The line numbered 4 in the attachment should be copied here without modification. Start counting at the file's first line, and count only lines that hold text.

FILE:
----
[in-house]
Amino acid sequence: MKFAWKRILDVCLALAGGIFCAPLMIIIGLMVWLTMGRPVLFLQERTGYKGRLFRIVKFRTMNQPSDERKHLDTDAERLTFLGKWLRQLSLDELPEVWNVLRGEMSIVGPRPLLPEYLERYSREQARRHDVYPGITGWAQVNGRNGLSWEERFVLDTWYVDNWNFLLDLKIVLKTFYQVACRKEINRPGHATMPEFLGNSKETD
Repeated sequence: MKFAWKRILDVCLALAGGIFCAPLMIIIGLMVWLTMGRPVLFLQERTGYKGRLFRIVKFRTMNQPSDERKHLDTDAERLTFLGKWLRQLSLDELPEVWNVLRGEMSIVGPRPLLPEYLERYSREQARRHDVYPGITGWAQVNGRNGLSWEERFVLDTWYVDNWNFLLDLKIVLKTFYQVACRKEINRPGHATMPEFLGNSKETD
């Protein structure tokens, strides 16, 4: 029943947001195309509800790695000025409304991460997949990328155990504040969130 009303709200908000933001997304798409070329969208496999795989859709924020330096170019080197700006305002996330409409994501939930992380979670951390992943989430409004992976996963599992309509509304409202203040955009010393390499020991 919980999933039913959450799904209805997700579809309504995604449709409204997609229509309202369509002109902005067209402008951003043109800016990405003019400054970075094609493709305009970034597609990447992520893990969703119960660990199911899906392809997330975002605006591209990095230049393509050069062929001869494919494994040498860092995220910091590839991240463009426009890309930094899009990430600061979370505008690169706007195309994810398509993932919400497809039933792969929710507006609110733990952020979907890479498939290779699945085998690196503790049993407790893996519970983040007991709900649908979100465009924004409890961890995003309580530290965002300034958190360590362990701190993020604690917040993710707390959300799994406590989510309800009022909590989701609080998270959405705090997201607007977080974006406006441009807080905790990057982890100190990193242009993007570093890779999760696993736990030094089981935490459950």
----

């Protein structure tokens, strides 16, 4: 029943947001195309509800790695000025409304991460997949990328155990504040969130 009303709200908000933001997304798409070329969208496999795989859709924020330096170019080197700006305002996330409409994501939930992380979670951390992943989430409004992976996963599992309509509304409202203040955009010393390499020991 919980999933039913959450799904209805997700579809309504995604449709409204997609229509309202369509002109902005067209402008951003043109800016990405003019400054970075094609493709305009970034597609990447992520893990969703119960660990199911899906392809997330975002605006591209990095230049393509050069062929001869494919494994040498860092995220910091590839991240463009426009890309930094899009990430600061979370505008690169706007195309994810398509993932919400497809039933792969929710507006609110733990952020979907890479498939290779699945085998690196503790049993407790893996519970983040007991709900649908979100465009924004409890961890995003309580530290965002300034958190360590362990701190993020604690917040993710707390959300799994406590989510309800009022909590989701609080998270959405705090997201607007977080974006406006441009807080905790990057982890100190990193242009993007570093890779999760696993736990030094089981935490459950």